The idea is far from new – African safari camps have been doing it for decades, bedding guests down in room-sized tents with carpeted floors, real beds and en-suite loos. But until a few years ago, it hadn’t caught on outside the African savannahs. Europe was first to embrace glamping, and it is from France that Huttopia expanded into the United States, opening its first glamping resort near Conway in New Hampshire’s White Mountains.
We stayed there two weeks after they opened, and we all loved the experience — although for different reasons. I loved not having to spend two days before the trip digging out and packing all the camping gear. My husband Tim liked not having to worry if he’d brought the right tent poles or forgotten the tent stakes, and not having to wrestle with yards of wet canvas when it was time to go home. We both loved electric lights and the comfort of sinking into a real bed after a day in the outdoors.
Mary, aged 16, and Jordan, 13, liked not having to help with any of the above, but mostly they loved the pool and the inviting hammocks under the pine trees. They spent time on the lake — our tent faced onto the water, a few yards from the beach — using the resort’s kayaks, canoes and paddle boards.
We all loved getting up in the morning and walking to the poolside terrace to eat fresh-made French crepes for breakfast from the shiny Airstream lunch stand, and stopping for hand-made ice cream in the afternoon. In the evening there was a list of custom-made pizzas. Or we could cook on the porch of our tent, on a Colman stove that never ran out of propane in the middle of dinner.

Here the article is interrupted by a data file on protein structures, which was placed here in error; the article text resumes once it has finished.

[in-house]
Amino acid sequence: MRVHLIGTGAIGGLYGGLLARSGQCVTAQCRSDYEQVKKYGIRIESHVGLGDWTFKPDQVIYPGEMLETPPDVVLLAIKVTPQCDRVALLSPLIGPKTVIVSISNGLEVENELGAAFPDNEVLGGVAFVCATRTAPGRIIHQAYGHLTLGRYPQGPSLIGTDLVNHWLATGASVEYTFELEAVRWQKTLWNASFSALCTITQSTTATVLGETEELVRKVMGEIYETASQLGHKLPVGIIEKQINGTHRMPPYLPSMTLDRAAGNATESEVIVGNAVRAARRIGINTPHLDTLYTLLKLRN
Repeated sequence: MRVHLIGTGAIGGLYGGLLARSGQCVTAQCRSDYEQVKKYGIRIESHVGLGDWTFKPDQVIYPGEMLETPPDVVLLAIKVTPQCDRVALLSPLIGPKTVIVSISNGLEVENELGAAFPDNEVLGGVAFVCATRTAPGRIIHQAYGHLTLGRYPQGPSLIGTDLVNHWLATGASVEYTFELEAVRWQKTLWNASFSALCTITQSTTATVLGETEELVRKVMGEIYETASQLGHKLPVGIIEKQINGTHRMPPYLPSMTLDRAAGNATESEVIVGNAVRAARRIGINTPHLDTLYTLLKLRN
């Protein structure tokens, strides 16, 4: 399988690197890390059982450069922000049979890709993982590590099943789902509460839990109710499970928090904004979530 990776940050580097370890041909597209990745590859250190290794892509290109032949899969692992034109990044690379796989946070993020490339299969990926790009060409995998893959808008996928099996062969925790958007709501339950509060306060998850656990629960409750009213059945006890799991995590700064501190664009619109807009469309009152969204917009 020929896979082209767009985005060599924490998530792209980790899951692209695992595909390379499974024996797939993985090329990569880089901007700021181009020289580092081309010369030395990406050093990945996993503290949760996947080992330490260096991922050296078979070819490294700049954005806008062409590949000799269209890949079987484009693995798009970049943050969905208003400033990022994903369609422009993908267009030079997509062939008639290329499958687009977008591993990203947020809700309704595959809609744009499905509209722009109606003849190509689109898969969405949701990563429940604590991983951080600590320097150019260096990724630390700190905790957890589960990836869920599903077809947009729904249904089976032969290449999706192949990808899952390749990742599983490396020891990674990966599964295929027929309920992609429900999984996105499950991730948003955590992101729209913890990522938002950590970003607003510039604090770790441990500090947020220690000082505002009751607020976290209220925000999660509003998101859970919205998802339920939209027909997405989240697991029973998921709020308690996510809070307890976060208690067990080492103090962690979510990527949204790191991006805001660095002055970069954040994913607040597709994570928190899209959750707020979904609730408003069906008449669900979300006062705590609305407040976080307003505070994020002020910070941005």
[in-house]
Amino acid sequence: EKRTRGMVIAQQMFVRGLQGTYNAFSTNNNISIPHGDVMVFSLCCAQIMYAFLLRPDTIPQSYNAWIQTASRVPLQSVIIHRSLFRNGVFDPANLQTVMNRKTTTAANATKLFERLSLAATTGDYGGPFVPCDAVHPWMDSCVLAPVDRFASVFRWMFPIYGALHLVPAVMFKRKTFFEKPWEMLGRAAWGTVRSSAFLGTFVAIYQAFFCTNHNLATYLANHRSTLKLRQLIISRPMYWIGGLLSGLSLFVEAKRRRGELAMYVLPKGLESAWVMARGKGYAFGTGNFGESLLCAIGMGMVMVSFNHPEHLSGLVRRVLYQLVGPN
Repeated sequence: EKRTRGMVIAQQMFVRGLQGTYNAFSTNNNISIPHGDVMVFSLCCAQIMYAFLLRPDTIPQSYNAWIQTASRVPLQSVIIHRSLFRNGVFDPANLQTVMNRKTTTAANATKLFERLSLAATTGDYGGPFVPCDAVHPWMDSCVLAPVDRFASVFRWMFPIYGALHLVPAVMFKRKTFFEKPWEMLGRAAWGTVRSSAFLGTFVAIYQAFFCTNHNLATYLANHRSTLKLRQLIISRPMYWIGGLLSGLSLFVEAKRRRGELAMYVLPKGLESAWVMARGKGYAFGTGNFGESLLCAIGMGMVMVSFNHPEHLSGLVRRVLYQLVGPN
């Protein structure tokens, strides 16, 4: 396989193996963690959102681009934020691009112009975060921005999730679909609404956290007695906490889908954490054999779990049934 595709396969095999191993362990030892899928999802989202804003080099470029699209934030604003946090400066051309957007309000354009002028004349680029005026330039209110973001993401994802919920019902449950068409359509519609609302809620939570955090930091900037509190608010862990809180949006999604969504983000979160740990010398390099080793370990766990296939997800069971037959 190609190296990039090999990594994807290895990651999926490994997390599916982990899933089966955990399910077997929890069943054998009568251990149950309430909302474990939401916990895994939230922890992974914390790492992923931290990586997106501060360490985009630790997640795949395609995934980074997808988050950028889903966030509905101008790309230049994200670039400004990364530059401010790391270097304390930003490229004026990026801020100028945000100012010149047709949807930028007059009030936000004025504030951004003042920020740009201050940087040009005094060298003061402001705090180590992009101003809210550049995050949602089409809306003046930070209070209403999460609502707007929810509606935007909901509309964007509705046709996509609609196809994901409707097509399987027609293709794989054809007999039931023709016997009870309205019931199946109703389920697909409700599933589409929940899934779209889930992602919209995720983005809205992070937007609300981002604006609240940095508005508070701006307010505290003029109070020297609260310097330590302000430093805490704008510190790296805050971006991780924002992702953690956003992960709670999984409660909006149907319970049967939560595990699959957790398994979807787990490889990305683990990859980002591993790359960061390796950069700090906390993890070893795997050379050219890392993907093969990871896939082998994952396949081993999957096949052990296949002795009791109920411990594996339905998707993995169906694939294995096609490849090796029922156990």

Each campsite has a picnic table (we also had an indoor table and chairs in case of rain) and a fire ring, so in the evening we could toast our marshmallows over our campfire. All the good bits of a camping trip without the intensive labor.
Besides the king-sized bed and dining table, our tent had a double bed and a single bunk. Curtained “bedrooms” are at either side of a tiny bathroom with a shower. A kitchen included work surface, sink, small refrigerator, cooking utensils, china dishes and real glassware. Details like the French press coffeemaker, salad spinner and real wine glasses betrayed the Huttopia’s French beginnings. (So did the petanque court near the terrace, where guests can gather in the evening for music or a magic show for the kids.)
We had the Trappeur tent, the largest and fanciest. Canadienne tents were the same, but without the indoor bathroom (shared bath houses have fully equipped individual bathrooms). Bonaventure tents were smaller, with a king-sized bed, electricity, a refrigerator and Colman stove. For those who have tents and the energy to put them up, there’s a section of traditional campsites with tables and fire rings. Huttopia’s manager Justine Pancin told us they intend this as a place for all kinds of camping — except RVs, which are not allowed.
Huttopia is New Hampshire’s first glamping resort, but they exist in various forms elsewhere, at all levels of “glamp” from pre-pitched tents with air mattresses already inflated and waiting for your sleeping bags to the luxury safari-style tent we stayed in. In Kennebunkport, Maine, Sandy Pines Campground has several luxury tents, and near Acadia National Park there’s an Airbnb luxury tent on an organic farm.
There are glamping sites near popular parks and monuments in the west. At Treebones Resort in California, Mongolian-style yurts stand on a Big Sur bluff, and opposite El Capitan State Beach in Santa Barbara, El Capitan Canyon has both tents and rustic cabins. Huttopia has another campground in Sutton, Quebec, in Canada.
Not all places that advertise as glamping offer tents; in fact many are cabins or cottages, and some are luxuriously outfitted RVs. Tree houses, tiny houses and other offbeat accommodations are often listed as glamping, too. Be sure to check carefully to see what’s included, as that also varies greatly.